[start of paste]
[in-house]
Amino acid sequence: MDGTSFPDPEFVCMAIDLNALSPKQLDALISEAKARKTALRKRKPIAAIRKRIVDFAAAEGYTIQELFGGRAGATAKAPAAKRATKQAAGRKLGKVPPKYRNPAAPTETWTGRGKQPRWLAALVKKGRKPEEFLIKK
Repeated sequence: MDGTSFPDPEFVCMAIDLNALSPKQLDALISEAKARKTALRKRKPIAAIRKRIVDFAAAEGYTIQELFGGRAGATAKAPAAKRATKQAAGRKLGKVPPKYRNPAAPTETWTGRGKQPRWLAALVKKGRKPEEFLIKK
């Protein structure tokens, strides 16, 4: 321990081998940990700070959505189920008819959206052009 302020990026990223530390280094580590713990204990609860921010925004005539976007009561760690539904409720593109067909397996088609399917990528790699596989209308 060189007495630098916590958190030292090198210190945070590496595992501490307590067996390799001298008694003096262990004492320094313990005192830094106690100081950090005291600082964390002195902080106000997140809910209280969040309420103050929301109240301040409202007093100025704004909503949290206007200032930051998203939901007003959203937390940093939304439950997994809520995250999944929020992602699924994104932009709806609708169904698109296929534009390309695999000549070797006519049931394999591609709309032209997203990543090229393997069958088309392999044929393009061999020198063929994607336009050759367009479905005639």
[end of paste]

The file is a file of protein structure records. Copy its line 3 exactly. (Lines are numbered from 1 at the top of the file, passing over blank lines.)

Repeated sequence: MDGTSFPDPEFVCMAIDLNALSPKQLDALISEAKARKTALRKRKPIAAIRKRIVDFAAAEGYTIQELFGGRAGATAKAPAAKRATKQAAGRKLGKVPPKYRNPAAPTETWTGRGKQPRWLAALVKKGRKPEEFLIKK